We’re still seesawing between seasons in the Berkshires, the temperatures sometimes swinging 40 degrees in a single day. But there’s a red haze in the underbrush and a thickening in the upper branches of the trees. The brook roars day and night, its banks overrun with snowmelt and spring thaws. The fields remain brown and beaten down by winter, stalks sticking up out of the ground like the spokes of collapsed umbrellas. But something’s in the air — that wormy smell that so often follows rain. And something else: a sense of bated breath and expectation.
Here’s a poem that touches on this elusive, almost mystical feeling by the American poet James Wright who wrote with haunting lyricism about the vast lonely stretches of America, especially the Midwest.
James Wright (1927 – 1980)
Just off the highway to Rochester, Minnesota,
Twilight bounds softly forth on the grass.
And the eyes of those two Indian ponies
Darken with kindness.
They have come gladly out of the willows
To welcome my friend and me.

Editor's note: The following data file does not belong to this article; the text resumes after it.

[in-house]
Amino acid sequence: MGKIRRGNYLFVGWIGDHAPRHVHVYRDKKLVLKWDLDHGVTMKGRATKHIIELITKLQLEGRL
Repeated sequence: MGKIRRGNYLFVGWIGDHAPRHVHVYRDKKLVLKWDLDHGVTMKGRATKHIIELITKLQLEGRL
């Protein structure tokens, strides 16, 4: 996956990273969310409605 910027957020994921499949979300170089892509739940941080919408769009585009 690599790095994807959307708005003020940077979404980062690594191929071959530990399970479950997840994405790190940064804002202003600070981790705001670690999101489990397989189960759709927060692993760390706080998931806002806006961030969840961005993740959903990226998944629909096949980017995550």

We step over the barbed wire into the pasture
Where they have been grazing all day, alone.
They ripple tensely, they can hardly contain their happiness
That we have come.
They bow shyly as wet swans. They love each other.
There is no loneliness like theirs.
At home once more,
They begin munching the young tufts of spring in the darkness.
I would like to hold the slenderer one in my arms,
For she has walked over to me
And nuzzled my left hand.
She is black and white,
Her mane falls wild on her forehead,
And the light breeze moves me to caress her long ear
That is delicate as the skin over a girl’s wrist.
Suddenly I realize
That if I stepped out of my body I would break